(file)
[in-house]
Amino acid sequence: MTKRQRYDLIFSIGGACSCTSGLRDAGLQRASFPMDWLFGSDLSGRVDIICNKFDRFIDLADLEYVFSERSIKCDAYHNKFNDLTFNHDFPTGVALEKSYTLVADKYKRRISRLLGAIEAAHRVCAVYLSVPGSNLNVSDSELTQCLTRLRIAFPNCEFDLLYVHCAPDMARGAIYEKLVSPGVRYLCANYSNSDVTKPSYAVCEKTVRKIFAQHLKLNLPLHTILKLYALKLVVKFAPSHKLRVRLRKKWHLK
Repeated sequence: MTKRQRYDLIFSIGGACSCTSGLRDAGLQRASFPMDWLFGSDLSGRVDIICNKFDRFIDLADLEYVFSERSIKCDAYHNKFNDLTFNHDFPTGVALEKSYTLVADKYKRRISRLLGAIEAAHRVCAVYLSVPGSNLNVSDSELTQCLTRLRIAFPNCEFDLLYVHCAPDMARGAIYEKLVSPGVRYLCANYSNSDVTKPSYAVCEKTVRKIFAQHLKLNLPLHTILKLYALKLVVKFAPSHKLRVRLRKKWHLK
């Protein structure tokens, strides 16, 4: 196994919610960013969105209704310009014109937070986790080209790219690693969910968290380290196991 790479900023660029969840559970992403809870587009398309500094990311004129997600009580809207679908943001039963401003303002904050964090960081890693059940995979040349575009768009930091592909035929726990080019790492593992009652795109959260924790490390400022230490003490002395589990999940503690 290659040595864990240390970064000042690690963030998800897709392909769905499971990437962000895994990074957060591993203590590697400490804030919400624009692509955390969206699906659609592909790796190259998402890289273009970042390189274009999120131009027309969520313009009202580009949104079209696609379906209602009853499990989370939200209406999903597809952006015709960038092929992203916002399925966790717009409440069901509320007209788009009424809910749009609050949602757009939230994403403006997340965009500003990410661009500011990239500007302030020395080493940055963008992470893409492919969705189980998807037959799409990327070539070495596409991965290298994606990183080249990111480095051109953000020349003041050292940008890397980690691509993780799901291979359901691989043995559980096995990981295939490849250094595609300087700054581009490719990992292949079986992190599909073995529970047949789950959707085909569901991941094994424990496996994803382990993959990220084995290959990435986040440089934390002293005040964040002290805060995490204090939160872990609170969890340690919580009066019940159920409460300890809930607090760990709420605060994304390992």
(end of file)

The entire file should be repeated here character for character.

[in-house]
Amino acid sequence: MTKRQRYDLIFSIGGACSCTSGLRDAGLQRASFPMDWLFGSDLSGRVDIICNKFDRFIDLADLEYVFSERSIKCDAYHNKFNDLTFNHDFPTGVALEKSYTLVADKYKRRISRLLGAIEAAHRVCAVYLSVPGSNLNVSDSELTQCLTRLRIAFPNCEFDLLYVHCAPDMARGAIYEKLVSPGVRYLCANYSNSDVTKPSYAVCEKTVRKIFAQHLKLNLPLHTILKLYALKLVVKFAPSHKLRVRLRKKWHLK
Repeated sequence: MTKRQRYDLIFSIGGACSCTSGLRDAGLQRASFPMDWLFGSDLSGRVDIICNKFDRFIDLADLEYVFSERSIKCDAYHNKFNDLTFNHDFPTGVALEKSYTLVADKYKRRISRLLGAIEAAHRVCAVYLSVPGSNLNVSDSELTQCLTRLRIAFPNCEFDLLYVHCAPDMARGAIYEKLVSPGVRYLCANYSNSDVTKPSYAVCEKTVRKIFAQHLKLNLPLHTILKLYALKLVVKFAPSHKLRVRLRKKWHLK
């Protein structure tokens, strides 16, 4: 196994919610960013969105209704310009014109937070986790080209790219690693969910968290380290196991 790479900023660029969840559970992403809870587009398309500094990311004129997600009580809207679908943001039963401003303002904050964090960081890693059940995979040349575009768009930091592909035929726990080019790492593992009652795109959260924790490390400022230490003490002395589990999940503690 290659040595864990240390970064000042690690963030998800897709392909769905499971990437962000895994990074957060591993203590590697400490804030919400624009692509955390969206699906659609592909790796190259998402890289273009970042390189274009999120131009027309969520313009009202580009949104079209696609379906209602009853499990989370939200209406999903597809952006015709960038092929992203916002399925966790717009409440069901509320007209788009009424809910749009609050949602757009939230994403403006997340965009500003990410661009500011990239500007302030020395080493940055963008992470893409492919969705189980998807037959799409990327070539070495596409991965290298994606990183080249990111480095051109953000020349003041050292940008890397980690691509993780799901291979359901691989043995559980096995990981295939490849250094595609300087700054581009490719990992292949079986992190599909073995529970047949789950959707085909569901991941094994424990496996994803382990993959990220084995290959990435986040440089934390002293005040964040002290805060995490204090939160872990609170969890340690919580009066019940159920409460300890809930607090760990709420605060994304390992």